When you dissuade someone, you convince that person not to do something: “When Caroline saw Peter's broken leg, she tried to dissuade him from going on the ski trip.”

Remember the meaning of dissuade by comparing it to its more common relative persuade. The suade part that both words share has origins in the Latin root suadēre, meaning “to urge.” In the case of persuade, the prefix per- means “thoroughly,” intensifying “to urge” and giving persuade its meaning of “to convince.” Think of dissuade as the opposite of persuade: the prefix dis- reverses the action of the root, giving the meaning of not urging, in other words, convincing someone NOT to do something.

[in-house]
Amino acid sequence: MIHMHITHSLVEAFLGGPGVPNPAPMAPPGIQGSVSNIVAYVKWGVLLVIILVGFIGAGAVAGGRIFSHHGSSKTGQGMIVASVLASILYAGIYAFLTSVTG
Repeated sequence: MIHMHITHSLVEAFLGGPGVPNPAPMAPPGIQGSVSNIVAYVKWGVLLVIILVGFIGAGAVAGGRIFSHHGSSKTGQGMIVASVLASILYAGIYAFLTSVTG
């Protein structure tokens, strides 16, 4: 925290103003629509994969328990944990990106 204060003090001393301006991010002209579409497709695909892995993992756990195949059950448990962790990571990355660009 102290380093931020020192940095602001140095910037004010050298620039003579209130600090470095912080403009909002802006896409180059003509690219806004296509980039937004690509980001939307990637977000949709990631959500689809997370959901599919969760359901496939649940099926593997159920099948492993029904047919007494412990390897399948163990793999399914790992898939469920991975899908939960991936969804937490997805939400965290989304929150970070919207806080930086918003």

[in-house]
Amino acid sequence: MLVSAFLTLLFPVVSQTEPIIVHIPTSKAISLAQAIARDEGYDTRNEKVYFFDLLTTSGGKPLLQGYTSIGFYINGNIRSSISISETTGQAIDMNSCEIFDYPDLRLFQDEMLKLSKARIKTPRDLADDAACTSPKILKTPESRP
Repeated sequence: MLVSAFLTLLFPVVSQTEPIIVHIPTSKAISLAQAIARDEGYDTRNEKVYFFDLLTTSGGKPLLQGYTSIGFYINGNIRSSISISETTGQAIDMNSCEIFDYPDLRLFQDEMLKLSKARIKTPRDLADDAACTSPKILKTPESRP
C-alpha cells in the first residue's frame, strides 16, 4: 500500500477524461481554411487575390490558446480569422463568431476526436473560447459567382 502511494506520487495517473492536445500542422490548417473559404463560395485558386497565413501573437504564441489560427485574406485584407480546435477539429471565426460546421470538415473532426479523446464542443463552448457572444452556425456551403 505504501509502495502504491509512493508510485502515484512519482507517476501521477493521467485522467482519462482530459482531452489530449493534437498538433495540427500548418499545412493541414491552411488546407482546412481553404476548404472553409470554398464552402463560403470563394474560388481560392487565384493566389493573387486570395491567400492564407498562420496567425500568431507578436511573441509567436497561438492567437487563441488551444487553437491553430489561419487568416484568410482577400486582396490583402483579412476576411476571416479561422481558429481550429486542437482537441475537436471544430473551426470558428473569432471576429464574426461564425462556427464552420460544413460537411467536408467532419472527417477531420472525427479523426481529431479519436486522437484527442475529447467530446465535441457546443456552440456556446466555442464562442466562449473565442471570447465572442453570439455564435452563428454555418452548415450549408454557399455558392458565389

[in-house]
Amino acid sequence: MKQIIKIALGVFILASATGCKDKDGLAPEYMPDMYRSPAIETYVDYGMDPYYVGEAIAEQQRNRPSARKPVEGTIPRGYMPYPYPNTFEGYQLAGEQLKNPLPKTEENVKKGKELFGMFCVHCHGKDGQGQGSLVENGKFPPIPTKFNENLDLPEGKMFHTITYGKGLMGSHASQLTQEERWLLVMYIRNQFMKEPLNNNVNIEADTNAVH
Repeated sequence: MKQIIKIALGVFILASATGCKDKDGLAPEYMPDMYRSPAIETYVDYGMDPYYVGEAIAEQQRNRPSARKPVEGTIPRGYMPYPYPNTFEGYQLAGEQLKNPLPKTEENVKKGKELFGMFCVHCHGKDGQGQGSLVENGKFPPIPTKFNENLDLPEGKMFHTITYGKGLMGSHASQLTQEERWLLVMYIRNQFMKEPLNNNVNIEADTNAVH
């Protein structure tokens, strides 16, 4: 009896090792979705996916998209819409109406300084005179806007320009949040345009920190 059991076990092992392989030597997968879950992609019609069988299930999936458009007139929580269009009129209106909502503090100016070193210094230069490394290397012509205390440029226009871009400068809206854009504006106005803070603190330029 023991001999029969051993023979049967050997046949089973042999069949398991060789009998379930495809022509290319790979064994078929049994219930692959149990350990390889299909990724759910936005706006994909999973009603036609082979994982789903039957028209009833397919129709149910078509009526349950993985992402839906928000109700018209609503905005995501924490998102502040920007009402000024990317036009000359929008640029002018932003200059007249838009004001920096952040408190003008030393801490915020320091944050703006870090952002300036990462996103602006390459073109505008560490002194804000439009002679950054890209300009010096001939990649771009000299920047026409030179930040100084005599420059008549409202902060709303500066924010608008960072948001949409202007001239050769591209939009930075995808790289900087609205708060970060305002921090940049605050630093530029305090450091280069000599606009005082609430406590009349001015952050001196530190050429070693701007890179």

Definitions of dissuade

v turn away from by persuasion

“Negative campaigning will only dissuade people”
cause somebody to adopt a certain position, belief, or course of action; twist somebody's arm
talk out of
persuade someone not to do something
Type of:
advise, counsel, rede
give advice to

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